2. Reuben’s act still bothered Jacob more than 50 years later, on his deathbed, as he summoned his sons to give them a last blessing – and he could still not bring himself to forgive or to bless Reuben. Would he have held on in quite the same way to the relatively minor infraction of moving Jacob’s bed?
3. What does it even mean to “move Jacob’s bed”? Did Jacob have an actual physical mattress or bed frame that he would move from tent to tent each night? Assuming that each of his four wives had their own tents, and that Jacob would spend each night in one of them, wouldn’t he have just slept in his wife’s bed? In fact, isn’t lying in close proximity sort of the purpose of the sleepover?
On the other hand, sleeping with his father’s wife is an act that would be so out of character for Reuben’s genteel and righteous nature, so beyond the realm of Reuben’s likely behavior, that it is difficult to fathom that Reuben actually did it. Additionally, why would Jacob describe an illicit sexual act as having been characterized by “the instability of water.” Wouldn’t it be more reflective of the “passionate abandon of fire?”
This brings us to a truly interesting passage in the Babylonian Talmud, Tractate Shabbos, 55b. The passage opens with an unequivocal statement of Reuben’s innocence of any sexual misdeed; indeed, it vehemently rejects any contrary point of view:
R. Samuel b. Nahman said in R. Jonathan’s name: Whoever maintains that Reuben sinned is merely making an error, for it is said, “Now the sons of Jacob were twelve,” teaching that they were all equal. Then how do I interpret “and he lay with Bilhah his father’s concubine?” This teaches that he transposed his father’s couch, and the Torah imputes [blame] to him as though he had lain with her. It was taught, R. Simeon b. Eleazar said: That righteous man was saved from that sin and that deed did not come to his hand. Is it possible that his seed was destined to stand on Mount Ebal and proclaim, “Cursed be he that lieth with his father’s wife,” yet this sin should come to his hand? But how do I interpret, “and he lay with Bilhah his father’s concubine”? He resented his mother’s humiliation. Said he, “If my mother’s sister was a rival to my mother, shall the bondmaid of my mother’s sister be a rival to my mother?” [Thereupon] he arose and transposed her couch…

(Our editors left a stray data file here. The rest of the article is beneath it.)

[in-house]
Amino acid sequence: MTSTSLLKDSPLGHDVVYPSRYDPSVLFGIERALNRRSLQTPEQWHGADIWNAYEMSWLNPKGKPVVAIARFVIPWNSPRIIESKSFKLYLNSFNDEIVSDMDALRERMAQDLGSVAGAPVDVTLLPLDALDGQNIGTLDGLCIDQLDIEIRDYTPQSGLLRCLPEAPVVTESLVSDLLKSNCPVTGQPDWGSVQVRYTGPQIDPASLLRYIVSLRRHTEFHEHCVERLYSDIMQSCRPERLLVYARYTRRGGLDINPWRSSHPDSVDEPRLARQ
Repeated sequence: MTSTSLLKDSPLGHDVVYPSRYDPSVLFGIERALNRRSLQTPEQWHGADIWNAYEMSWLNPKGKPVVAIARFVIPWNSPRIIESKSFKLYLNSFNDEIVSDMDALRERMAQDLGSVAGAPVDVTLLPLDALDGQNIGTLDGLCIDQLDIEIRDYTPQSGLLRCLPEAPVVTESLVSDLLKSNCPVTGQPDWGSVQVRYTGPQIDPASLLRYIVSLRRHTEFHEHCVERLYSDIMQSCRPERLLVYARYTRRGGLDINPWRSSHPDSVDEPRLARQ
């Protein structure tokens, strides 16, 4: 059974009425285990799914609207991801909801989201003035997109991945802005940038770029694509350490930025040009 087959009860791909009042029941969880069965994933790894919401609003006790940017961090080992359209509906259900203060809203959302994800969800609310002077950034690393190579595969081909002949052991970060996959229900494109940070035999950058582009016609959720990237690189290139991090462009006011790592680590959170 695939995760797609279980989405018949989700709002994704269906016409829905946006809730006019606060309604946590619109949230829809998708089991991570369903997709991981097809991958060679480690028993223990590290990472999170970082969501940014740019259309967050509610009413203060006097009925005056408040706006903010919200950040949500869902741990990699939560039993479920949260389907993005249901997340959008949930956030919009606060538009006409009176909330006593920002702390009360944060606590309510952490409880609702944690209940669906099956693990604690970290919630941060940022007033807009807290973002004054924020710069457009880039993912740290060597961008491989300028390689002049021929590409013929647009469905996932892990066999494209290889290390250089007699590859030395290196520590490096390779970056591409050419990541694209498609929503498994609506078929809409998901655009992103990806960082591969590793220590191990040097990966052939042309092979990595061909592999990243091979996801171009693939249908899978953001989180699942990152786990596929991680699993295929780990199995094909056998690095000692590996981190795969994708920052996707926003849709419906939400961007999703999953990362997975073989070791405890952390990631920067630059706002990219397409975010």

This passage emphatically denies that Reuben committed any sexual crime with Bilhah. However, the language “this righteous man was save from that sin” does suggest that he may have been tempted to sleep with Bilhah.
How that would change the picture! Imagine that Reuben had a crush, or perhaps had even developed a romantic relationship with Bilhah. There were certain lines, however, that Reuben, young as he was, would not cross. He would not actually have sex with his father’s wife. Oh, but how he desired to! This, then, might add an extra layer of understanding to why Reuben may have moved Jacob’s bed from Bilhah’s tent. Perhaps the slight to his mother’s honor did bother him. But it may also have been too difficult for him to see Jacob sleeping with Bilhah – a woman that Reuben himself coveted, but one with whom he could not consummate his arduous feelings. So, he moved Jacob’s bed on the pretense that the bed belonged in Leah’s tent, when his true objective was merely to get it out of Bilhah’s. This would also explain why the Torah might impute blame to Reuben as though he had slept with Bilhah: because Reuben’s desire to sleep with her is what fueled his actions in moving Jacob’s bed. Reuben’s actions were this a physical manifestation of his sexual desire for Bilhah.